Creating duotone effects in Photoshop – basics tutorial

Add a touch of retro charm to your photos by ageing them with the popular duotone effect. This basics tutorial will demonstrate the steps in Adobe Photoshop and the settings needed to obtain natural results with the duotone mode.

We have all browsed through old family photo albums and seen what the original effect looks like. Photos from the old days shot with ancient cameras and showing a variety of subjects. They all have one thing in common: a landmark sepia effect. This brownish tinge develops over time due to UV light which makes the black ink fade to a brownish hue. But sometimes the sepia effect is used intentionally to create a modern retro look usually for photos of vehicles or people.

A picture with Sepia effect
Sepia effects add a charming touch of retro to your images

What is the duotone mode?

The duotone mode is about combining a grayscale image with a second colour (usually a spot colour) to enhance the image effect or to create a special look such as the sepia effect. An image in duotone mode can also be printed as such. During the printing process, only the black ink and the specified spot colour are printed. Alternatively, it is possible to convert the finished duotone image back to CMYK mode and print it afterwards.

Grayscale plus another colour creates the Sepia effect
Duotone mode: grayscale image (left) + another colour = for example a sepia image (right)

Step 1: Convert the image to duotone mode

Convert your image to Grayscale

Click Image > Mode to access the duotone mode. It is usually greyed out in colour images. This is because the duotone mode can only be applied to grayscale or black and white images. So in order to apply the suitable colour mode, first convert your image to grayscale. Now if you go back to the Mode menu, the Duotone option is enabled.

Step 2: Understanding the Duotone Options dialog box

Duotone options with black ink

You can add up to four colour channels or inks in the Duotone Options dialog box. As the name “duotone” suggests, this technique allows combining two colour channels. By default, this window only shows one colour channel with black ink at first. Basically, a single colour would be sufficient to create the sepia effect. But if you replace the black ink with orange by using the colour slider, you get a kind of sepia effect but almost all contrast in the image will be lost so that it appears unnatural and flat.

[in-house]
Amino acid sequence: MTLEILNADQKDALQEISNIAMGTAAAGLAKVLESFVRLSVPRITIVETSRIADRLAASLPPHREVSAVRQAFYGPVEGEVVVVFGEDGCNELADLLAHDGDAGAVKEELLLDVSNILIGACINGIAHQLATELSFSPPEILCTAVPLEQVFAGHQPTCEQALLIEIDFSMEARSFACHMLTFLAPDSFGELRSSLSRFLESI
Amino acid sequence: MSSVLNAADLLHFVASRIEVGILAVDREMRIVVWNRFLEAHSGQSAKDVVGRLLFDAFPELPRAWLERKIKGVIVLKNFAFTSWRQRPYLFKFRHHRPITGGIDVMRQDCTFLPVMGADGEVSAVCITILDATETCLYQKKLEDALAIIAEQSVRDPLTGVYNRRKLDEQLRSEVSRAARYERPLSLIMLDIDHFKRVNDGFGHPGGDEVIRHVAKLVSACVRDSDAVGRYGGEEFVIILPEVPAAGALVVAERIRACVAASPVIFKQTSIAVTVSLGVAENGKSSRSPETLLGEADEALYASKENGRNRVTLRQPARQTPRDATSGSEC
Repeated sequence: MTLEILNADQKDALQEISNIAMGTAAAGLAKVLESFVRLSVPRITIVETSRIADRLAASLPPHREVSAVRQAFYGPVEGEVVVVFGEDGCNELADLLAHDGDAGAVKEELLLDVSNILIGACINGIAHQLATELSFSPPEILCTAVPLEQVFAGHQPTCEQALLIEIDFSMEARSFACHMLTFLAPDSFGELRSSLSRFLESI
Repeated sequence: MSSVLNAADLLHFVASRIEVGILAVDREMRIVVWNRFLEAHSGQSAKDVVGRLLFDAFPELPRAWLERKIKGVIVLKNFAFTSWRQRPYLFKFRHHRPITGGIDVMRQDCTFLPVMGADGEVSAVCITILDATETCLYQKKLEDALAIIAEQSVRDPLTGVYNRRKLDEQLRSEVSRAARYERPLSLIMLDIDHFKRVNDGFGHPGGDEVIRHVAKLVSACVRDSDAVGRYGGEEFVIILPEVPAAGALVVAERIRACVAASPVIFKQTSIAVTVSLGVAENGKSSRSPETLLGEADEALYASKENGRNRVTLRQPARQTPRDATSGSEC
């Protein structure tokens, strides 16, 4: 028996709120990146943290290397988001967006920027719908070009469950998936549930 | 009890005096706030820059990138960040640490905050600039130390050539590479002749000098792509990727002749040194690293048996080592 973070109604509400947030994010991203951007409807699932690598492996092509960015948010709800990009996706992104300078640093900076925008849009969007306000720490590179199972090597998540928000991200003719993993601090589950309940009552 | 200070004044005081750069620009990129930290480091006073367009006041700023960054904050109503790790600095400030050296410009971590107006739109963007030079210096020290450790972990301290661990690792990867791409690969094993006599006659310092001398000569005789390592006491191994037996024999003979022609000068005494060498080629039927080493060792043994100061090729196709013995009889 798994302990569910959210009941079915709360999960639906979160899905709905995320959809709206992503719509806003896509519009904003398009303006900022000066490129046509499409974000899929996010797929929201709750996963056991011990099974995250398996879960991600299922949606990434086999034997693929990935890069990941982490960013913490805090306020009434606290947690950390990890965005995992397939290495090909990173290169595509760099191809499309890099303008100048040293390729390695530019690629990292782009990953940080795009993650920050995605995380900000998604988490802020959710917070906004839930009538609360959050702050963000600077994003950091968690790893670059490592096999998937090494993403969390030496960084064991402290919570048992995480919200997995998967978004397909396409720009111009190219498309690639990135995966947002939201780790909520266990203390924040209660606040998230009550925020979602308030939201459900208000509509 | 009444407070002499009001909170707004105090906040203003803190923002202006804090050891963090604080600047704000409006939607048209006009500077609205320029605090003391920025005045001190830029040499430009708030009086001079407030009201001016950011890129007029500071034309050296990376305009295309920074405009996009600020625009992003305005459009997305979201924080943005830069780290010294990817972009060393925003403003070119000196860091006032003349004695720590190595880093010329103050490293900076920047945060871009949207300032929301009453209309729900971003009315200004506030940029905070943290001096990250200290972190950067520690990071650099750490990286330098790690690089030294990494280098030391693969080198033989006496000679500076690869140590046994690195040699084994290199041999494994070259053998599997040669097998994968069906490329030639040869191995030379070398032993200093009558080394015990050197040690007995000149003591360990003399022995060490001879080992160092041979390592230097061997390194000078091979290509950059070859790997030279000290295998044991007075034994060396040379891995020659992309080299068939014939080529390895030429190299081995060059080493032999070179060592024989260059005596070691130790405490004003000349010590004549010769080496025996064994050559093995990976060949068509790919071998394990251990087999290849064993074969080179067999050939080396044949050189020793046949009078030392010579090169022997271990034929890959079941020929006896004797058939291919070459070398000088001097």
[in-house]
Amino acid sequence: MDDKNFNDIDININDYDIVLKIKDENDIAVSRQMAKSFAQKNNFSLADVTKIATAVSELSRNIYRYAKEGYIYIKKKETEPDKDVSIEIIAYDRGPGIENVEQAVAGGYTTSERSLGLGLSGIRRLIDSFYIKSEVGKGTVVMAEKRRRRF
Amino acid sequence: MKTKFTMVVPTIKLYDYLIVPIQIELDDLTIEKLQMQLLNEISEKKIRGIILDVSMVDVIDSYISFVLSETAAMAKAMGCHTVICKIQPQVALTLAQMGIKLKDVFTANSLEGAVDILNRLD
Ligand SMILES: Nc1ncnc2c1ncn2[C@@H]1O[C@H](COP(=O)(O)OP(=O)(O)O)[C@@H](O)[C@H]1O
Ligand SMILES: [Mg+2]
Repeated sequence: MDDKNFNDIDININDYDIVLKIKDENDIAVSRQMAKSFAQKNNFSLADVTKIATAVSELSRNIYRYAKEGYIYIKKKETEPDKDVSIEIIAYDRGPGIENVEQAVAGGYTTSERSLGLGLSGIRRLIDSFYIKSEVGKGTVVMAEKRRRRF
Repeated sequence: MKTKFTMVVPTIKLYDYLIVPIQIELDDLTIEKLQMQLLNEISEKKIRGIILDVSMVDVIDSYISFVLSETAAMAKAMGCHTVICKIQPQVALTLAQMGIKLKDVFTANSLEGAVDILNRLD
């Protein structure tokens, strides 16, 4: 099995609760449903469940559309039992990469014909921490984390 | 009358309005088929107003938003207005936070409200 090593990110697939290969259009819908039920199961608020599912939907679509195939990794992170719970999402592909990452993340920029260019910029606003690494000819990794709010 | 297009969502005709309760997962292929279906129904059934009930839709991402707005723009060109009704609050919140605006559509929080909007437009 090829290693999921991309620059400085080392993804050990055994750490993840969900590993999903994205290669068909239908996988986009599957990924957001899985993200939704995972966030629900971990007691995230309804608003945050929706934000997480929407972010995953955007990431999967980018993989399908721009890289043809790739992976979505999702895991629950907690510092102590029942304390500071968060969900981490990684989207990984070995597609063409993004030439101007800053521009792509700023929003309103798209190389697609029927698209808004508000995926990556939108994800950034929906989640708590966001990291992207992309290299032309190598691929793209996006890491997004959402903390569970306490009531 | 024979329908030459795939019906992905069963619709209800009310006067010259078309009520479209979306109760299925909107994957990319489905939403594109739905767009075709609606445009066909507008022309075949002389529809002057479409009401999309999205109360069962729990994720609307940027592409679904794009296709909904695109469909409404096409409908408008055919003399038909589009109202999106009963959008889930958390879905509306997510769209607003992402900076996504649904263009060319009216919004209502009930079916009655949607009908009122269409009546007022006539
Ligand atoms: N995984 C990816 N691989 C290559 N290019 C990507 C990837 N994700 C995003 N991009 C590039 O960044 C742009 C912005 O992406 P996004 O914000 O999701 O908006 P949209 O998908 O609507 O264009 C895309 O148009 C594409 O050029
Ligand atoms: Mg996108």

Duotone options with orange ink

The black channel contains all relevant contrasts. So you should keep it and add another channel. You can add up to three additional channels using the Type drop-down menu. In this example, we choose Type  > Duotone.

How to choose Duotone type in the Duotone options

Step 3: Choose the colour and amplify the contrasts

After choosing the Duotone type, you can ad a second colour

After you have set the type to Duotone, click the small white box to open the Colour Picker. Here you can choose the colour you like best. For a realistic sepia effect, we recommend orange; the value “db9d19”.

Sepia effect with black and orange

Having chosen the second colour, close the dialog box again by clicking OK and subsequently adjust the contrasts in the Duotone Options dialog box. This is done with a simplified version of the Duotone Curve settings. To get there, click the second box (with the white diagonal) to the left of the ink field. In this example, we want to amplify the contrast of the bus a bit.

The duotone curve

How to adjust the Duotone curve

In the left of the dialog box, you see the duotone curve which is displayed on a grid. A bar directly below indicates the brightness value adjusted with the duotone curve. It represents the entire tonal range of the image and ranges from the highlights (the brightest areas in an image) to the shadows (the darkest area). Click the duotone curve in the grid to set a curve point which you can drag only vertically. As you adjust the curve, values are automatically entered in the percentage text boxes. So if you have set a curve point in the fourth box of the grid and moved it, the corresponding percentage is displayed at the value “40”.

The setting options

Setting options of the Duotone curve

On the right of the duotone curve you can also enter the colour changes directly in the text boxes in ten percent increments. If you enter a different value at “30”, for example, the duotone curve on the left will change accordingly in the third box. This is what we want to do in our example. We want to reduce the tonal range at “30” by 10 percent. To achieve this, you can either pull down the curve point at the third box by 10 percent or you can enter the percentage “20” at “30”. Initially, we lose a bit of contrast with this setting, but we can restore it with the darker grayscales. In this example, the tonal range is increased to 90 percent at “70”.

Finally, close the dialog box by clicking OK.

Tip: You can apply the duotone curve to each channel or ink and manipulate them. This allows you to implement a high level of detail when editing your photos.

 

Step 4: Confirm the duotone settings

Give your Duotone curve a name

Before closing the Duotone Options dialog box, you have to name the newly created colour. You can specify any name, but it is advisable to choose a name that can be clearly assigned such as “duplex orange”, particularly if you want to print the image later on. Once the name has been assigned, close the Duotone Options dialog box. You have successfully created the sepia effect and you can now further edit the image.

Bear in mind that the image is still in duotone mode. This means that it comprises two colour channels only. For optimum further processing of the image, you should convert the image to RGB mode subsequently, or if you want to upload it to a print shop, to CMYK mode.

Credits:
Tutorial and design by Christoph Ullrich, media designer.